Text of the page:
Eighteen Left and other parties on Friday called a 12-hour general strike in Bengal on November 28 to protest the harassment faced by people following the central government's demonetisation move.
The parties held a meeting at the CPI-M headquarters, Muzaffar Bhavan, during the day to zero in on a general strike to press for a four-point charter of demands.
The political outfits demanded that the central government make arrangements for supplying adequate smaller denomination currency to banks, ATMs and post offices to provide succour to the masses reeling under a cash crunch, senior CPI-M leader and Left Front Chairman Biman Bose told the media.
They also asked the Centre to recover the Rs 11-lakh crore loans, which have not been repaid to the banks and use the money to write off all farm loans, allow people to exchange Rs 500 and Rs 1,000 old notes until December 30 or until the time alternative arrangements are made to supply the required quantum of currency notes to the masses.
The parties also demanded confiscation of all black money stashed abroad to strike at the root of the black money problem.
"The abrupt decision of the central government to ban Rs 500 and Rs 1000 currency notes has adversely hit the daily lives of all sections of people, particularly the workers, peasants and agricultural labourers.
"Daily wagers, fishermen, Mahatma Gandhi National Rural Employment Guarantee Act (MNREGA) workers are unable to make both ends meet due to lack of cash," said Bose.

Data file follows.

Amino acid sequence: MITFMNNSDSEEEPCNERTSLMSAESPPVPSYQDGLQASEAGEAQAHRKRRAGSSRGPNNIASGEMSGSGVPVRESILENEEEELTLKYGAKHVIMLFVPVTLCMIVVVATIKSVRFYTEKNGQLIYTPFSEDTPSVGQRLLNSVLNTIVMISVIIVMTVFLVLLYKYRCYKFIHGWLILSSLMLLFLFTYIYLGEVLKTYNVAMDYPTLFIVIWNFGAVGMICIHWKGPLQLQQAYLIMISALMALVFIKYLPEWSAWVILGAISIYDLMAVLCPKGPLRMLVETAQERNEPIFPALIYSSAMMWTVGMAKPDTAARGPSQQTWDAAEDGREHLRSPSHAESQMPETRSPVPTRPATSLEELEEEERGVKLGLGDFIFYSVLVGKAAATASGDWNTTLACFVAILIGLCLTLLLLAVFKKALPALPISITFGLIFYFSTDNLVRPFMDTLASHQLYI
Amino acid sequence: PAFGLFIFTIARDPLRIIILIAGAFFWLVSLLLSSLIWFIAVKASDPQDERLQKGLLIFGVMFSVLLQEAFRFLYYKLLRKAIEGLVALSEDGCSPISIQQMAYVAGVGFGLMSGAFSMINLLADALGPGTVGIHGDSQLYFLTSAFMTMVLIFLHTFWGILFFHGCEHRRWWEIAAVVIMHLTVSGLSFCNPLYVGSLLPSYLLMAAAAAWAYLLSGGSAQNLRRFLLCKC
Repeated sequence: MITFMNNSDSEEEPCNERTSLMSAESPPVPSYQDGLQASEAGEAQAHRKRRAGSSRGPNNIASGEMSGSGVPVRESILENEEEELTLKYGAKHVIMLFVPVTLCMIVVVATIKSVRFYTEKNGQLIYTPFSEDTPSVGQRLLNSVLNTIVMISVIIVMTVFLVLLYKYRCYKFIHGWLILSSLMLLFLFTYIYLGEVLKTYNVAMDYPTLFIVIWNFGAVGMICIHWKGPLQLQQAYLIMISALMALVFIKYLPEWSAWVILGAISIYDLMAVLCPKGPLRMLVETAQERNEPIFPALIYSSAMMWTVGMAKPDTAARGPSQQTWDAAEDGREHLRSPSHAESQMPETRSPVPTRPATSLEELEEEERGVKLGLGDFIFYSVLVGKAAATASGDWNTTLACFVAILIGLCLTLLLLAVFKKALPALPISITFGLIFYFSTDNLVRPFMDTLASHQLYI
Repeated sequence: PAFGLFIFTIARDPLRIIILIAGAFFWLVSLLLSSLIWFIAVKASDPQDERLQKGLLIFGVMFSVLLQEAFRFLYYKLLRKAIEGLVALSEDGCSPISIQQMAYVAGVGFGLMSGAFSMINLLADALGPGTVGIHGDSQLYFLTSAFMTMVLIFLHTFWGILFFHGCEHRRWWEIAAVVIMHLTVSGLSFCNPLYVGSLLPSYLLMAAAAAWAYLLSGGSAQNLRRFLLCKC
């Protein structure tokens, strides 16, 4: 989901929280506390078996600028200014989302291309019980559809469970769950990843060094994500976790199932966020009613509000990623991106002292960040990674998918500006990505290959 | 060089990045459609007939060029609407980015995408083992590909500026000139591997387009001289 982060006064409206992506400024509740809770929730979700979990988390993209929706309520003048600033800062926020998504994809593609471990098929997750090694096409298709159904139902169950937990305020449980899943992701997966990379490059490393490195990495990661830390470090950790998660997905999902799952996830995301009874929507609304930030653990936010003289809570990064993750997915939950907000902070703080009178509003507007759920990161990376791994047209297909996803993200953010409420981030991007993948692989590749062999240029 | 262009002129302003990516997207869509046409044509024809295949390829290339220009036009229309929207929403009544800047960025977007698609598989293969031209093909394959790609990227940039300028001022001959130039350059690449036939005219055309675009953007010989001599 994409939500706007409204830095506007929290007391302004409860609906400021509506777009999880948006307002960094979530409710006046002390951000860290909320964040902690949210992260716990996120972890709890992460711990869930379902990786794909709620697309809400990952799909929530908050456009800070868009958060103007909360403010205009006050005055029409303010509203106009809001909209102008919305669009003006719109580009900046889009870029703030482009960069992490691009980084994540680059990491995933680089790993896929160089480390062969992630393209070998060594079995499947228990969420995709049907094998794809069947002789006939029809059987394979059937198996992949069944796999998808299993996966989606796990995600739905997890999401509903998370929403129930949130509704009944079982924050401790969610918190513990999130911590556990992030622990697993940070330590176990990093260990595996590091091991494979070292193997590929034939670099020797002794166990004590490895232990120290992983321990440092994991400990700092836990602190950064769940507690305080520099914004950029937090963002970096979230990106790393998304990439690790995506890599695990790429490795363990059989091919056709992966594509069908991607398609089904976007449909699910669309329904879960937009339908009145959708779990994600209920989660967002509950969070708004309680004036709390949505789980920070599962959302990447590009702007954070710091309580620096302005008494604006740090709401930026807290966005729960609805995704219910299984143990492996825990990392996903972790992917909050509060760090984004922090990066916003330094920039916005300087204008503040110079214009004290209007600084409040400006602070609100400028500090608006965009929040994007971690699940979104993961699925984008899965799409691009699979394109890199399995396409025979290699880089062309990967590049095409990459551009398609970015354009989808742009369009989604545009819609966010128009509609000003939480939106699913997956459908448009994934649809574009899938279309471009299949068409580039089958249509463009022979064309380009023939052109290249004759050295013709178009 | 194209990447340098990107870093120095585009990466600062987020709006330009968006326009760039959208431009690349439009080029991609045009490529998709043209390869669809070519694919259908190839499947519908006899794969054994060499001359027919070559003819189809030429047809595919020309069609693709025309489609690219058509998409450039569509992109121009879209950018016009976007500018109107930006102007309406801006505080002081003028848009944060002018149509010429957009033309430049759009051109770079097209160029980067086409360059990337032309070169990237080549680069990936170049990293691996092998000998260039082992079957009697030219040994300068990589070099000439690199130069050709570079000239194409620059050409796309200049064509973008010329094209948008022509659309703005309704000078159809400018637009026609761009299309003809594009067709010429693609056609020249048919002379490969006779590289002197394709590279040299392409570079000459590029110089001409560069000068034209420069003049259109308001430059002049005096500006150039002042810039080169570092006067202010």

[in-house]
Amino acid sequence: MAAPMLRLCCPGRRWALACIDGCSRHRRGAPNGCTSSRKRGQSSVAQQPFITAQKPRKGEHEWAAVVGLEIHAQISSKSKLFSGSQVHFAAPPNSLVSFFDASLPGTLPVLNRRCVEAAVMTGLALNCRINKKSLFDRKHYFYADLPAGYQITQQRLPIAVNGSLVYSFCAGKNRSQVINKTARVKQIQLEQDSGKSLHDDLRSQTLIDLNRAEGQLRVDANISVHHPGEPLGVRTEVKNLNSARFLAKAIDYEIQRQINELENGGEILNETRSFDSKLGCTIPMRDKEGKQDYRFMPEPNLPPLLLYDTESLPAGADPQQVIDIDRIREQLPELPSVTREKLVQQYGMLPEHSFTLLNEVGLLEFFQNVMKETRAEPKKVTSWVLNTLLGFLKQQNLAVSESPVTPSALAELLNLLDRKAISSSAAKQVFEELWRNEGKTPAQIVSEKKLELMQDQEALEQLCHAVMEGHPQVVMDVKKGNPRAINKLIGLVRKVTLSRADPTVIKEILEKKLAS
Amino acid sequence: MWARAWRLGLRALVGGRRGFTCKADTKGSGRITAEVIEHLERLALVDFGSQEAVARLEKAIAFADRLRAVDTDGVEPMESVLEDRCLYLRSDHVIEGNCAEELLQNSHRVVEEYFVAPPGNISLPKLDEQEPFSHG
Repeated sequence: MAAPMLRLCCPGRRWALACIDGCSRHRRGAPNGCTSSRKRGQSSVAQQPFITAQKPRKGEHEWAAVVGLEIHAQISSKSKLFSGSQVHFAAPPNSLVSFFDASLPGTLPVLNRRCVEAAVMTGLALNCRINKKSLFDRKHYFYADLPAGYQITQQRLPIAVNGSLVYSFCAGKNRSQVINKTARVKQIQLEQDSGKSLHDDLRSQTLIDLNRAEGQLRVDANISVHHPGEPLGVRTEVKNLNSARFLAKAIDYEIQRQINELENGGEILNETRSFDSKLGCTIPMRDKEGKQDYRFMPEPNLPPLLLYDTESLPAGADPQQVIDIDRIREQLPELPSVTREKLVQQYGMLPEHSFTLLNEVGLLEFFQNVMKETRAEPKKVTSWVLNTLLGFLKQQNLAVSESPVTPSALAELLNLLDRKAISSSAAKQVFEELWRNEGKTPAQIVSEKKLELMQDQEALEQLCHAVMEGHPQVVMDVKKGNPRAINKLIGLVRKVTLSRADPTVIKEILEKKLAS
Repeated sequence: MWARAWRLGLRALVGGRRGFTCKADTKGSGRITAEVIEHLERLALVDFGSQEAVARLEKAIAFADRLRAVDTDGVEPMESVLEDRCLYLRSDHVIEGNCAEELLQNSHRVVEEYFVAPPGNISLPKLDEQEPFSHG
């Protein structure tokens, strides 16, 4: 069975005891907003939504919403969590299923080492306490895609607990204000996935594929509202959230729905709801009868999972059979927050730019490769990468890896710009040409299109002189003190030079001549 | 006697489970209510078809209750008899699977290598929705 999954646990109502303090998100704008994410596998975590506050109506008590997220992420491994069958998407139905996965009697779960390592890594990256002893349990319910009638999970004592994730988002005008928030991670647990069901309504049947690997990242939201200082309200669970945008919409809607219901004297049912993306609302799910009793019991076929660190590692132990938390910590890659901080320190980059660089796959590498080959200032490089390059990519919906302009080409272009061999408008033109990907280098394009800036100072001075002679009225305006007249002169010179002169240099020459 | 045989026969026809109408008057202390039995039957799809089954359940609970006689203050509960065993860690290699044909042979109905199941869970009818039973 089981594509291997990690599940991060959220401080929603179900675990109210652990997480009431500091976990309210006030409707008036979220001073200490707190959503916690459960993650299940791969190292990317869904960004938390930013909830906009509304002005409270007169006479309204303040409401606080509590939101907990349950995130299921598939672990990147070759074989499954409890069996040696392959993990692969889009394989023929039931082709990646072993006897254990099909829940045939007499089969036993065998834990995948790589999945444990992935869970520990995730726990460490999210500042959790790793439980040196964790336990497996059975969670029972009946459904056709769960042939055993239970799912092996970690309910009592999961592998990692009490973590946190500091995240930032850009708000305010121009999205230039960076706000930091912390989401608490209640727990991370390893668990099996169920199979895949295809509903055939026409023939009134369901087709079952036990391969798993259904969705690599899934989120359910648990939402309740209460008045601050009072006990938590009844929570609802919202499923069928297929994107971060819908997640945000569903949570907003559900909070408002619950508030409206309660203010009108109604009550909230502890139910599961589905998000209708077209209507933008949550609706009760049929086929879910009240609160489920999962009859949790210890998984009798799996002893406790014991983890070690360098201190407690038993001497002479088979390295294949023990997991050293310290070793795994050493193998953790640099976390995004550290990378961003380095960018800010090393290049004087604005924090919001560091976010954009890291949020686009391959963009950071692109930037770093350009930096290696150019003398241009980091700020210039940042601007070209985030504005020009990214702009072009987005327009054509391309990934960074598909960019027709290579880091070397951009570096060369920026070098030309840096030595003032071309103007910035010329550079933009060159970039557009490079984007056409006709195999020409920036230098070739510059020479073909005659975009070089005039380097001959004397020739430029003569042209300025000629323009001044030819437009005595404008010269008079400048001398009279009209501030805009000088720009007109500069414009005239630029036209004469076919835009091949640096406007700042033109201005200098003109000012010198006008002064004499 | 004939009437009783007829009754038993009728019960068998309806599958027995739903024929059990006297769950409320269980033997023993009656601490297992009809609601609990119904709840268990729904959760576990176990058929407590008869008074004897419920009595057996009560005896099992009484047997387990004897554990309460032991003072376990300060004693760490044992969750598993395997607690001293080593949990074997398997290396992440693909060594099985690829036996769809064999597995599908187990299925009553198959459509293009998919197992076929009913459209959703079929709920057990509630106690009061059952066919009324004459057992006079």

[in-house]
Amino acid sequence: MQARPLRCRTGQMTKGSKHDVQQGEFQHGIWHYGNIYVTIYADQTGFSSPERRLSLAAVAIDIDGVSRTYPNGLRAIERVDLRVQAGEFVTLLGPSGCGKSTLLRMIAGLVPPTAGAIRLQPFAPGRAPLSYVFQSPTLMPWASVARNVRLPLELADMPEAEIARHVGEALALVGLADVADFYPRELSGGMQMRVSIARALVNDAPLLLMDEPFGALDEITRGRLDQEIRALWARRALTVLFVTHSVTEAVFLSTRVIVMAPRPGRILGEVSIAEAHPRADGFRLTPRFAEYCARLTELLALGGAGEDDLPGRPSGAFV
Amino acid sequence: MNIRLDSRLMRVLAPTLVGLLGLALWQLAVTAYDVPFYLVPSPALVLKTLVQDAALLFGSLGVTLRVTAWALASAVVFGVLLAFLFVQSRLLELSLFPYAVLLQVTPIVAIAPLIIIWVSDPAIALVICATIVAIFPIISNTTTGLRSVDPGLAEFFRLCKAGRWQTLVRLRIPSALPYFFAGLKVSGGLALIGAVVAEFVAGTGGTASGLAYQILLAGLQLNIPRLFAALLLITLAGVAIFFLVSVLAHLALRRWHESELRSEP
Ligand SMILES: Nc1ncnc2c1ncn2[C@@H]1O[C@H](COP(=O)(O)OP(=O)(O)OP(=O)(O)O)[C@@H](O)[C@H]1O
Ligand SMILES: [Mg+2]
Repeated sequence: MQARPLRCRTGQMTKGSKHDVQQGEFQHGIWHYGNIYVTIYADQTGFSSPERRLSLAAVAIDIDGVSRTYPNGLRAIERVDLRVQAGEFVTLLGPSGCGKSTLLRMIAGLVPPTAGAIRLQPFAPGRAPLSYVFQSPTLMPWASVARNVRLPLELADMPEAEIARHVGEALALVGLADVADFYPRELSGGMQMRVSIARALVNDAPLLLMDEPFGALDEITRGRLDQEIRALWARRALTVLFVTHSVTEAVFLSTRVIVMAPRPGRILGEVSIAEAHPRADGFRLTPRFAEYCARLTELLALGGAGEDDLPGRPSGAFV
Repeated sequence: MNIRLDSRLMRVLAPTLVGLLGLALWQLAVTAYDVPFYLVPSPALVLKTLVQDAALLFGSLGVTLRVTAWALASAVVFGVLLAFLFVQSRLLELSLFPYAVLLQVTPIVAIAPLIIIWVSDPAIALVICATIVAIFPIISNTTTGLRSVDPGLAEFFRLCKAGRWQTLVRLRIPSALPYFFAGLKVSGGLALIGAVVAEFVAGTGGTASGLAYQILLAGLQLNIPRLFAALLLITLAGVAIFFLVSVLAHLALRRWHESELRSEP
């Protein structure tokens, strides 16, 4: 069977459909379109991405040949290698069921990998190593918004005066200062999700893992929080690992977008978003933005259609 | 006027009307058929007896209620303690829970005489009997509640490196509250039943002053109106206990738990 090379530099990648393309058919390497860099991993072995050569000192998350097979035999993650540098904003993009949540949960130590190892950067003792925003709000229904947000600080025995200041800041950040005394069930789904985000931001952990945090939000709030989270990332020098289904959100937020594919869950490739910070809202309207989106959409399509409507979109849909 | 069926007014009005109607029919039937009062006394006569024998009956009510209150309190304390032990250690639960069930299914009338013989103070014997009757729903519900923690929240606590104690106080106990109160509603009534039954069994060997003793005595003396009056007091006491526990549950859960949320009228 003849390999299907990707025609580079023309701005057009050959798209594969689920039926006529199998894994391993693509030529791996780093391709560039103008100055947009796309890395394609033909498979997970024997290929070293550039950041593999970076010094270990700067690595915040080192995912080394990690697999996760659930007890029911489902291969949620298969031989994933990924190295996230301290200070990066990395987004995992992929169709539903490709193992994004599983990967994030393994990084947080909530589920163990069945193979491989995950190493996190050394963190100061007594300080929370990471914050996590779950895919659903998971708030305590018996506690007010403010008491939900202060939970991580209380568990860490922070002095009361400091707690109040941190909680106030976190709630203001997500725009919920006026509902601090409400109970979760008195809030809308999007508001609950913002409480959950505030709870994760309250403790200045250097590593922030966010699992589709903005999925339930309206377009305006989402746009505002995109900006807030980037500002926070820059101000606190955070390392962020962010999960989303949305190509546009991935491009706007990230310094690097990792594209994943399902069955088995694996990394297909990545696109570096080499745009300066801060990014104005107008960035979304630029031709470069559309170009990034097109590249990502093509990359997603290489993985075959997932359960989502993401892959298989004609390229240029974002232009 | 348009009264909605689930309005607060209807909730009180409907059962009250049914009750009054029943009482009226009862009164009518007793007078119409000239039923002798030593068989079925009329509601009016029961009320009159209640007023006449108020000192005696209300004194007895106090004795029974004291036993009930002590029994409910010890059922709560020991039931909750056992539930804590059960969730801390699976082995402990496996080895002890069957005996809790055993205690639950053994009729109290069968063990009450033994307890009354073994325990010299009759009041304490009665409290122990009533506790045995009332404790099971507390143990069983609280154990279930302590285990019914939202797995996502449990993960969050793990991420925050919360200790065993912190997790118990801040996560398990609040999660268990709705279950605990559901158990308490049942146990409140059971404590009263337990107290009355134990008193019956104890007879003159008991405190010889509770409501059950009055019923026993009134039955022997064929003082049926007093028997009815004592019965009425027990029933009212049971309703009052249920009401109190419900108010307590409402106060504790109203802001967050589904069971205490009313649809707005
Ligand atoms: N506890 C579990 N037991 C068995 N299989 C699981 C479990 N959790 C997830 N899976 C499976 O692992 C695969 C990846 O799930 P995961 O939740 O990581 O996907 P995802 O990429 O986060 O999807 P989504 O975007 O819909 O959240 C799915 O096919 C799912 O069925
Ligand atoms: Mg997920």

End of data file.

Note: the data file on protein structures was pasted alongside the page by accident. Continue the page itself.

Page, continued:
Refusing to buy the central government's argument that the step was necessary to recover black money, he said: "This argument does not hold, as they have not made any attempt to recover black money stashed in foreign banks by the filthy rich. The sufferings of the common people are manufactured (by the Centre)."
The parties attending the meeting include the Communist Party of India-Marxist, Communist Party of India, All India Forward Bloc, Revolutionary Socialist Party, Janata Dal-United, Rashtriya Janata Dal and the Nationalist Congress Party.
The strike would be part of the nationwide 'Akrosh Diwas' (anger day)' called by the opposition parties decrying demonetisation.
A day earlier, the parties had announced week-long protests, beginning with street corners and small meetings in the districts until November 27 and sit-in demonstrations on November 28 before the Reserve Bank of India and central government offices as also in the districts.
The state's ruling Trinamool Congress, however, opposed the general strike.
"CPI-M is trying to fish in troubled waters. They know they don't have the strength to bring out protest rallies. Our leader Mamata Banerjee is the first leader to protest against demonetisation. She also asked them to join her, but they refused," said Urban Development Minister Firhad Hakim.
"They want Bengal to regress. People of Bengal don't support such strikes. Our leader has called a rally in the city on November 28. All sections of people would rather join that rally and protest against the Modi government. People are already in distress due to the currency crisis. The general strike would only increase the people's misery," he added.
(This story has not been edited by Business Standard staff and is auto-generated from a syndicated feed.)